We also have a system for running the home. I work from home very early every day, so my husband will fix breakfast and make lunches. I am able to get the boys off of the bus and take care of dinner and the cooking on the weekends (because I enjoy it). This system works very well for us. He also cleans the bathrooms, and I take care of vacuuming and dusting for example.

    Because of the early bedtime mentioned earlier, we have been able to have our time most evenings for many years. Invaluable. We also have made it a point to travel together when when childcare is available. We do a lot together as a family, and my husband and I find traveling together is just as important (whether a night away or 2 weeks away). Our being gone also helps develop flexibility and independence in the kids; and shows that their mom and dad love each other and enjoy spending time together.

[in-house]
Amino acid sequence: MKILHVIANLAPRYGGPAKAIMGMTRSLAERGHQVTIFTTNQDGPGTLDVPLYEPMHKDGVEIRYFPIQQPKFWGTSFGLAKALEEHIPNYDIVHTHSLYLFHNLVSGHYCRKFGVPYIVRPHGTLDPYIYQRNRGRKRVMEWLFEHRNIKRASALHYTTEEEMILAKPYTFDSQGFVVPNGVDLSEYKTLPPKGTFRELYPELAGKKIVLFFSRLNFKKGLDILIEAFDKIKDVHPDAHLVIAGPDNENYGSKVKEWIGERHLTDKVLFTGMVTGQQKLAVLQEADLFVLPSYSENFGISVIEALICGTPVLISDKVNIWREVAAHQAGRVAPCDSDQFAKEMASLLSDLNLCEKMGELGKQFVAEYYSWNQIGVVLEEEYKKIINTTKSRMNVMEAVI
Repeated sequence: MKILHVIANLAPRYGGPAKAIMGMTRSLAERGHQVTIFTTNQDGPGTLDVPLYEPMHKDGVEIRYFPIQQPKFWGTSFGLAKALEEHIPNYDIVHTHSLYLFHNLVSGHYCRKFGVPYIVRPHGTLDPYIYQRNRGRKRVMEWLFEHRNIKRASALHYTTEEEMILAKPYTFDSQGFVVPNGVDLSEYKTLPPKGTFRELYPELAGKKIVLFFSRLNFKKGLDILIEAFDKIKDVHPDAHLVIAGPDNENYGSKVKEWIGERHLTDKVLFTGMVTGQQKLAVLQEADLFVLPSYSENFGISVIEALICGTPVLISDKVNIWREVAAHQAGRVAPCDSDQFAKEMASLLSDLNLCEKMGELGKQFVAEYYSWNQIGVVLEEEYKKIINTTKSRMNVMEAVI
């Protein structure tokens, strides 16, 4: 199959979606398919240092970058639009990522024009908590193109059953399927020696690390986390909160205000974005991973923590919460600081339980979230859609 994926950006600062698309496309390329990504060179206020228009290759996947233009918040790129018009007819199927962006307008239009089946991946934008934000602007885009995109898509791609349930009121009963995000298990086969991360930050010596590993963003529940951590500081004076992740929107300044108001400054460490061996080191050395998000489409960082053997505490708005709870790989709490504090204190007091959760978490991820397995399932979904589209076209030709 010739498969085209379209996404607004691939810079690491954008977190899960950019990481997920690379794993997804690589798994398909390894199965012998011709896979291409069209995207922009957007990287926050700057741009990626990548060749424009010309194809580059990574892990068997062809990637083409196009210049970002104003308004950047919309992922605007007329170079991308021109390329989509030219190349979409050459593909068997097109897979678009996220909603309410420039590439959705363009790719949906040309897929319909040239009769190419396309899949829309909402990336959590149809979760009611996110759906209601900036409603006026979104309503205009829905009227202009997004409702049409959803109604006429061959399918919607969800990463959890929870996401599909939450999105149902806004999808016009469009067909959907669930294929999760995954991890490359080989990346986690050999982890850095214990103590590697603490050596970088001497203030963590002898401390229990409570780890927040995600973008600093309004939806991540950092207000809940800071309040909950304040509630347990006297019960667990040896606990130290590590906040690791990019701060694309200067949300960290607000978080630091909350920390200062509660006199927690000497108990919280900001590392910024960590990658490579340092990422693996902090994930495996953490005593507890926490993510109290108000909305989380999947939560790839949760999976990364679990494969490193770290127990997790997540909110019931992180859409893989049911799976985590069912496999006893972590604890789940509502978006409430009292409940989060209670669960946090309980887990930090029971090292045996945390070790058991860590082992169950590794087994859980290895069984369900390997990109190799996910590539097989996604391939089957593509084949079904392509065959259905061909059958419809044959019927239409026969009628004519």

6. I am a SAHM and my husband works long (11 or 12 hours) days. We have kids who don’t need a lot of sleep, and never have. But one sanity saver for us is Friday nights. My husband makes sure he’s home by 6:30, and I’ve already fed the kids something easy. While we control media every other day, on Friday nights they are required to stay in their bedrooms with the iPad or DS or whatever. DH and I have a more adult meal (nice take out, for instance) and then usually watch something together. We call it “date night.” Even though we can’t afford a babysitter four times a month, this has really helped. Our kids are 6 and 8 now, but we started it when the youngest was 3. Otherwise we’re not “off-duty” until 10.